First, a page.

Most of the material has been written from the standpoint of deep sympathy for the victims. As a result, sometimes the evidence provided is not as rigorous as it might need to be to stand up in court, or even to go on Wikipedia without a [citation needed] tag. This is a problem, and when I have time I hope to provide more concrete evidence. I understand the victims are in possession of this type of evidence, in the form of court documents and school records. Some are in the process of giving witness statements to local sheriff’s departments. They deserve justice, and I want to help them get it. In the meantime, you will see that the sheer quantity of evidence means that, although we can’t always be sure of the details of what happened, it is beyond reasonable doubt that these homes are abusive. This abuse is not peripheral, or just by a few bad apples. It is endemic.

I became aware of these schools because so many of them use Accelerated Christian Education. ACE’s relationship to these schools is interesting and complex, but, as we’ll see later, ACE specifically praises them in at least one of its own PACEs.

Please stay with me on this. I might post more typical, fun creationist stuff in between to keep you all on side.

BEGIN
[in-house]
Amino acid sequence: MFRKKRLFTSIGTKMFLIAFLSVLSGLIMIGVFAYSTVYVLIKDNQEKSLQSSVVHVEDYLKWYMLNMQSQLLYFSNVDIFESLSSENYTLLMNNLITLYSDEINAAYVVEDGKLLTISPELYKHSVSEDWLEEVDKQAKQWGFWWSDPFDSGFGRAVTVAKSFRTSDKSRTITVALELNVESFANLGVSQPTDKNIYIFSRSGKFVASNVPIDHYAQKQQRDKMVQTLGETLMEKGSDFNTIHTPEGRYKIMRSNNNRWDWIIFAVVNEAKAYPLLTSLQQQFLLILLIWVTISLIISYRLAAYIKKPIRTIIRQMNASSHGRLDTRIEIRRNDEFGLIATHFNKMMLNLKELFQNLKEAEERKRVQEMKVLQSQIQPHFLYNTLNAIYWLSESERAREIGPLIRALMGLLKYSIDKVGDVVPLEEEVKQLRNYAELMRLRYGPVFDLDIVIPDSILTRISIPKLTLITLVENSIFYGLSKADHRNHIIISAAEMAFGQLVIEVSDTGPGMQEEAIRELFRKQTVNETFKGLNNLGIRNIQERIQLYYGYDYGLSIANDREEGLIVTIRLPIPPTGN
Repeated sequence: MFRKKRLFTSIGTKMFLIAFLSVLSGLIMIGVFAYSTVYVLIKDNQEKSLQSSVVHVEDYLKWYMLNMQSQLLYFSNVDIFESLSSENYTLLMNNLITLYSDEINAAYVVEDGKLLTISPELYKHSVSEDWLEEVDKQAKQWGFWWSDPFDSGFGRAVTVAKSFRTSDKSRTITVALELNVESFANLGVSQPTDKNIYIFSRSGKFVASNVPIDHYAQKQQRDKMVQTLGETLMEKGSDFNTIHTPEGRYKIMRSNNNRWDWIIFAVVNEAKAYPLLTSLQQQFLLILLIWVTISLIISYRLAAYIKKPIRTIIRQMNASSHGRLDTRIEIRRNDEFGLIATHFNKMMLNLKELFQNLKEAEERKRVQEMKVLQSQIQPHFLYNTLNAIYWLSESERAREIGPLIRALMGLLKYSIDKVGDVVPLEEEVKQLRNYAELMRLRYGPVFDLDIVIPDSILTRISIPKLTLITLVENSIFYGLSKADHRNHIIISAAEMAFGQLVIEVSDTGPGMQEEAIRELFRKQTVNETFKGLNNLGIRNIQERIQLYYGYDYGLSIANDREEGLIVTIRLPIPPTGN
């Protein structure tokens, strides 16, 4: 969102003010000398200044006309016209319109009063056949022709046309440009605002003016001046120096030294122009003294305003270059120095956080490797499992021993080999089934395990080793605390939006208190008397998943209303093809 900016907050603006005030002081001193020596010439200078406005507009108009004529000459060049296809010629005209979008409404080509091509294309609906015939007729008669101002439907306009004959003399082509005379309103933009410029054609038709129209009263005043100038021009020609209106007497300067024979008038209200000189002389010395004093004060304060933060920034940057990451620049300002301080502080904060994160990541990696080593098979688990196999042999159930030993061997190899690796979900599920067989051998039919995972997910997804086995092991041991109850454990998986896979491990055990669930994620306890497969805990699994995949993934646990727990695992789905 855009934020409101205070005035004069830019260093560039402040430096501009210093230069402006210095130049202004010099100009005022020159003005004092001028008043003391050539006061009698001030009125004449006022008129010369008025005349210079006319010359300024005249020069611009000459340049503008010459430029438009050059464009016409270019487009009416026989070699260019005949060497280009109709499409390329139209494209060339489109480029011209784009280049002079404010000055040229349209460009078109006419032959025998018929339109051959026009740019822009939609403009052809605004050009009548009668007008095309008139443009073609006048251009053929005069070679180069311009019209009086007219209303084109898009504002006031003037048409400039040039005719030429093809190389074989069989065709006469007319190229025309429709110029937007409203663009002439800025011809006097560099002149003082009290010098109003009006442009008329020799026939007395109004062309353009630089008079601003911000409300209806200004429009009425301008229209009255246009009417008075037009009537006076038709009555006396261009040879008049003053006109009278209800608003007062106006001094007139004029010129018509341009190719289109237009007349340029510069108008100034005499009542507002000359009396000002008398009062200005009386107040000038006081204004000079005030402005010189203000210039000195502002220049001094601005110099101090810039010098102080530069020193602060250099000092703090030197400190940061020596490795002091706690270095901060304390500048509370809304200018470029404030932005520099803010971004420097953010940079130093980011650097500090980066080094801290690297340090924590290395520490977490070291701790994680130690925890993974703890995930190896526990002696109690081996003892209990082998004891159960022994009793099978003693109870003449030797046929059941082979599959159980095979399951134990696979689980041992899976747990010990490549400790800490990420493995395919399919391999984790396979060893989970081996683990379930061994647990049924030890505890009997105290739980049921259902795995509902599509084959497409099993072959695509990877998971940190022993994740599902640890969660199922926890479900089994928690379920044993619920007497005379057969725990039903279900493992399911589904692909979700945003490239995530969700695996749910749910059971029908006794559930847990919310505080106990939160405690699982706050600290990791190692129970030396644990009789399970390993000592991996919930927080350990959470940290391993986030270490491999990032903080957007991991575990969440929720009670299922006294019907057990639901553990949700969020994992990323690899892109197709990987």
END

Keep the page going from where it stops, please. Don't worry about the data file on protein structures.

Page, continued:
You may remember Cat Givens’ story about her time in one of these schools. This is an indicator of what’s to come:

Off to a girls’ home in Louisiana for me! New Bethany Home for Wayward Girls. I was to be there for a year.

Surely, this would save my soul and make me a compliant teenager. At this girls’ home, the same type of hellfire and brimstone attitude prevailed. I was not allowed to wear pants, as that was a sin. I could not listen to any music besides gospel, as that was a sin. I could not talk about my past, as I had no past. I had to be called by my first and middle name because I was to become a new person.

There was an evangelical preacher who ran the place, Rev. Mac Ford. He and his wife, Thelma founded the home, and they took in rebellious teens from all over the country and also took in the unwanted girls who would just be abandoned there. We were all to comply with every rule or get whipped with a belt. That was the easy punishment. If a girl acted out, often she would be forced, after lights out, to stand in the hallway on her tip toes with eggs or tomatoes under her heels. If she slipped and squished one, she’d get a whipping or get hit with the switch. Runaways from the home were usually caught and then, after a sound whipping with the belt from Bro. Mac, she’d be handcuffed to her bed and a ‘trusted girl” would have the key. All meals were served her at her bed, and only was she uncuffed for bathroom and shower breaks. Once Bro Mac determined she had repented, she was off the cuffs.